An extract from Greek Myths and Legends
Pan was the Greek god of shepherds, flocks and fertility and he is portrayed in this composition together with his sacrificial animal — a ram. This mythological character played such an important role in the Ancient Greek pantheon that he influenced not only the development of Hellenic culture, but also the cultural heritage of the world.
Russian artist Mikhail Vrubel, for example, placed his Pan in a typical Northern Russian landscape against the background of a birch forest and a river. As the god of mountain wilds, he is depicted as a wrinkly and sinewy old man with horns, a curly beard and a black lower body. All of this makes him similar to Leshy — a male woodland spirit in Slavic culture. Both Leshy and Pan were known for their cheerful and lively dispositions. They never hurt people intentionally but their pranks could at times be a little aggressive.
In this composition, influences from Vrubel’s image of Pan can be spotted in his posture and appearance, as well as in the general dynamics and colours of the sculpture. However, this stone sculpture emphasizes his animal nature through the hooves and one of his characteristic attributes — a ram. His primitive and unpolished nature is revealed with the helpof arborescent crystals, which draw attention to Pan’s head and hands. It is no coincidence that the word ‘panic’ in many European languages originated from the name Pan; he terrified anyone who dared to disturb his postprandial nap.
Ancient Greeks offered sheepas a sacrifice to their god, hoping for his benevolence in return. This sculpture features Pan lifting shears in his hand, which makes the composition more dynamic. Additional dramatic effect is achieved through an unexpected contrast between the ram’s fiery orange colour and the dark figure of Pan. Pan’s body has been carved out of a single piece of stone. The artisan’s meticulous and careful work revealed hidden potential, turning the natural imperfections of the stone into a unique feature.
The story behind this ram is a great example of a certain magic that hard stone carving has about it. When the craftsman was working on the figure of the ram, an animal started to emerge and the natural stone crust was a perfect representation of the skin. A special kind of talent is required to reveal the unique qualities of the material, including favourable colour transitions. The most interesting thing, however, happened when the craftsman was about to start working on the teeth — an unusual white inclusion suddenly showed through. It was as if the material was intended for this very composition and was just waiting for the right craftsman.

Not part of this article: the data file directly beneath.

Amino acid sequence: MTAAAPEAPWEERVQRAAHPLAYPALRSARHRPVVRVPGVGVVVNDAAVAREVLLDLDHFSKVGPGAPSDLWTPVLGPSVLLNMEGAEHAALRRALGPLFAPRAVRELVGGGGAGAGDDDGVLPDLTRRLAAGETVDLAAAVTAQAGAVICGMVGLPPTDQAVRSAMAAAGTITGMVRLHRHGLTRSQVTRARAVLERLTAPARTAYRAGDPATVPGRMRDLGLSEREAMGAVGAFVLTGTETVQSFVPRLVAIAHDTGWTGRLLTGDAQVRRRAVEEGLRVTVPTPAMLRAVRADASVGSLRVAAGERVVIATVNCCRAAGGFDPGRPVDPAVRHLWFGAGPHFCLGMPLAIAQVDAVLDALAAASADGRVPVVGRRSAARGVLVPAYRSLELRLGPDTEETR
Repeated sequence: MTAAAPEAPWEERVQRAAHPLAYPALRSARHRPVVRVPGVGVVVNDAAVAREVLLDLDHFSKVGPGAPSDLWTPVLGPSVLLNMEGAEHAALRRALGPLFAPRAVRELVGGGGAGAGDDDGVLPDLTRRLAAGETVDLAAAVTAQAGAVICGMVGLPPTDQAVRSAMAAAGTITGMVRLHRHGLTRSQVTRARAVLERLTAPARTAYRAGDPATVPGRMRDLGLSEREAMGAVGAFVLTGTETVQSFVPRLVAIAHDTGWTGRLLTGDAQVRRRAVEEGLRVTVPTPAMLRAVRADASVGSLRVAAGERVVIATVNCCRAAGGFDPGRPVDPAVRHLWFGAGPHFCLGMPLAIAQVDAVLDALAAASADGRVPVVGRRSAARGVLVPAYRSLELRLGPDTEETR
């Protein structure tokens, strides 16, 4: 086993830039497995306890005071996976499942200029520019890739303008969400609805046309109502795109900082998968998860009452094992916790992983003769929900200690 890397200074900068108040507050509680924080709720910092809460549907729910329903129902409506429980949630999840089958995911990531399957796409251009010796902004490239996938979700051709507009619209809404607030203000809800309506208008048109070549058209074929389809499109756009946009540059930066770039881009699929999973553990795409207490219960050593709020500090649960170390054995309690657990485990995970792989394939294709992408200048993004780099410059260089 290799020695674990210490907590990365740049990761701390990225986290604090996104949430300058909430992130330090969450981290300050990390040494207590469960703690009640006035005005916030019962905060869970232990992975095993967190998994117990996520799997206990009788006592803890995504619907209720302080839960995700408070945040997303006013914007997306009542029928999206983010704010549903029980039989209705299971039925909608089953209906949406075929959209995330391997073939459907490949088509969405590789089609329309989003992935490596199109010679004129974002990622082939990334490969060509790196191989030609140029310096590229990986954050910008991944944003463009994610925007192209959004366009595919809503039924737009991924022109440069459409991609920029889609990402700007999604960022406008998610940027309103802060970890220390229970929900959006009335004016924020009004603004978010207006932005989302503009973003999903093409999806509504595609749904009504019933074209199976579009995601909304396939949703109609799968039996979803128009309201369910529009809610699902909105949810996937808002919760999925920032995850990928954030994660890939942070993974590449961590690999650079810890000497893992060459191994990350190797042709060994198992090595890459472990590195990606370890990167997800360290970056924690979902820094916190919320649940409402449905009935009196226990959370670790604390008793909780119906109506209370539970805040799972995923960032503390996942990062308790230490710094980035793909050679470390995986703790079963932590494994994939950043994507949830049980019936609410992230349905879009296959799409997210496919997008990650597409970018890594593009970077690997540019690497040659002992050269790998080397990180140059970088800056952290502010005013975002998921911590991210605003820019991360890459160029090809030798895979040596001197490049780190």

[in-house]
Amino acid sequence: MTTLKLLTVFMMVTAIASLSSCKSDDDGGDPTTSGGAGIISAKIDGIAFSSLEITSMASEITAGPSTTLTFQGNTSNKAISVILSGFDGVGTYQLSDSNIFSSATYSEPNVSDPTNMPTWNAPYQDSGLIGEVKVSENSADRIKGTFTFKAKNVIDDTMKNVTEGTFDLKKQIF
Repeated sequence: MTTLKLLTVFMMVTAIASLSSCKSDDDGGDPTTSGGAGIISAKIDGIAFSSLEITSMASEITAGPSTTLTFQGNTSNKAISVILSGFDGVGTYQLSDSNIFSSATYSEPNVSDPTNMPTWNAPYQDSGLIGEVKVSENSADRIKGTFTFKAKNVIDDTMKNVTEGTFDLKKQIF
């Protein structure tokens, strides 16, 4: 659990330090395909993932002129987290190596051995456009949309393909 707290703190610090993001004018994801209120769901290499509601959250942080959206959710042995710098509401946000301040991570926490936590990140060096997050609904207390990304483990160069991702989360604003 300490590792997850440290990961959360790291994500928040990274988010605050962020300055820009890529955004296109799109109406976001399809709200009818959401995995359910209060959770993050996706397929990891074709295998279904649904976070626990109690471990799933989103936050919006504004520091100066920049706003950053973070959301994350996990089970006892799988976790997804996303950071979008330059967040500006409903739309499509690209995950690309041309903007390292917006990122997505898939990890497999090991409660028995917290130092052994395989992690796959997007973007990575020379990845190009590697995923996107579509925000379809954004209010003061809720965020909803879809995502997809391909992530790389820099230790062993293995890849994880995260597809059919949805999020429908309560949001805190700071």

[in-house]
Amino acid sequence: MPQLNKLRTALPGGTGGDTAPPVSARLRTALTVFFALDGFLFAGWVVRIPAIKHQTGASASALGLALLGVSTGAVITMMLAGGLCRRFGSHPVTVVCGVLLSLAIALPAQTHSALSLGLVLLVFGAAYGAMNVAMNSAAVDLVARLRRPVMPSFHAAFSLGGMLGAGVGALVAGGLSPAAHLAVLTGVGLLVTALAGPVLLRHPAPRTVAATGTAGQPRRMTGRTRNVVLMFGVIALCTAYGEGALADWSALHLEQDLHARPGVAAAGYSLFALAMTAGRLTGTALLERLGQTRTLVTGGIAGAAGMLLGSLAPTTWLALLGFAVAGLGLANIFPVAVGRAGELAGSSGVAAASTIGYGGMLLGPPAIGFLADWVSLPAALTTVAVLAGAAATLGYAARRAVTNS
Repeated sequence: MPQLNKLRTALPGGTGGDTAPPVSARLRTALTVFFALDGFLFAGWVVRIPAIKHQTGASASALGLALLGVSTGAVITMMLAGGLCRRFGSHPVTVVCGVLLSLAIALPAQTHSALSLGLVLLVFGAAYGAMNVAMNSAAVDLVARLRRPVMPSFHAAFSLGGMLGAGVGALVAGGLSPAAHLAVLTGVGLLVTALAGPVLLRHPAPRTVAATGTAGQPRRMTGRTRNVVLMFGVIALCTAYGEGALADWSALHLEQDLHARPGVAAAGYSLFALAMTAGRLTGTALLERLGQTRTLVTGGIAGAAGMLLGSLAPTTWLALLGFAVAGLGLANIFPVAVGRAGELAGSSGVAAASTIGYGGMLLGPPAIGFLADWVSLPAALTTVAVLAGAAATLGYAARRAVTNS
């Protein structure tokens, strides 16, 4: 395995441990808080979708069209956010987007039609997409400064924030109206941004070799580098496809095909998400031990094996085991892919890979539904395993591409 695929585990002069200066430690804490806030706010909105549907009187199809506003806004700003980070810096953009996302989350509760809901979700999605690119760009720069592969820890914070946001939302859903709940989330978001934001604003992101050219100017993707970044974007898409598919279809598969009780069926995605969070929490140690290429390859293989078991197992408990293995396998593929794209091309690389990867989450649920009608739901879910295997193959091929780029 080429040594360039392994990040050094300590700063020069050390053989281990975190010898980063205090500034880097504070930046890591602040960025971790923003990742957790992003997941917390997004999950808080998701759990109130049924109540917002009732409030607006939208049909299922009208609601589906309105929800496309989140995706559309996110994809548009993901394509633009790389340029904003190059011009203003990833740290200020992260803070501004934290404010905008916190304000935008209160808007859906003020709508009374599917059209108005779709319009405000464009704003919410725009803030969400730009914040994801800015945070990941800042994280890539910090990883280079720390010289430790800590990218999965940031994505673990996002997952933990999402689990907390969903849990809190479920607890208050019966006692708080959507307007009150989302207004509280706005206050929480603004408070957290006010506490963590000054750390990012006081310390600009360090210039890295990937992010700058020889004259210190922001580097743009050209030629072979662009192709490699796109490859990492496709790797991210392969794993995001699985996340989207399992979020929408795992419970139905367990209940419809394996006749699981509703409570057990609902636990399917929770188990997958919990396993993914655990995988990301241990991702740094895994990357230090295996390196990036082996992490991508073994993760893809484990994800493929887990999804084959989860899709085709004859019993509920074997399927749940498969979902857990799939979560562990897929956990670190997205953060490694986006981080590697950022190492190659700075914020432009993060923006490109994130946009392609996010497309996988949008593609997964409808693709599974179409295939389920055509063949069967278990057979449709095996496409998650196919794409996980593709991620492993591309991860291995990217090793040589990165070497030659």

Pan was often seen amongst Dionysus’ entourage. When the great Pan was born, his mother — nymph Dryope — looked at her son and ran away, terrified. He was born with goat’s feet, horns and a long beard. His father Hermes, however, was glad to have a son and brought him to the Gods of Olympus. The gods were extremely joyful about Pan’s birth and laughed when they looked at him.
Pan did not stay with the Olympian gods but left for the forests and mountains, where he looked after the herds and played his pipes. As soon as the nymphs hear the beautiful sounds of Pan’s pipe, they run to him, surround him and their merry circle moves across a remote valley to the accompaniment of Pan’s pipe. Pan likes to take part in nymphs’ dances. When Pan enjoys himself, the forests on the mountain slopes fill with a merry noise, as the nymphs, satires and the loud goat-hoofed Pan run about. As soon as it gets hot in the afternoon, Pan retreats to the thick forest or a cool grotto and rests. It is dangerous to disturb him at this time because he is quick-tempered and he can send intruders into a deepsleepor suddenly appear in front of a traveller who has disturbed him and frighten him. He can also cause panic fear — a kind of fear that makes a person run away without looking where he is going, across forests and mountains, along cliff tops, without realising the danger. On several occasions, Pan managed to instil this overwhelming fear into a whole army and they took flight. It is best not to annoy Pan because when he is angry as he can be very menacing. Otherwise, he is good-natured and benevolent. A cheerful dancer and a frequent companion of Dionysus, Pan looks after the shepherds and their herds.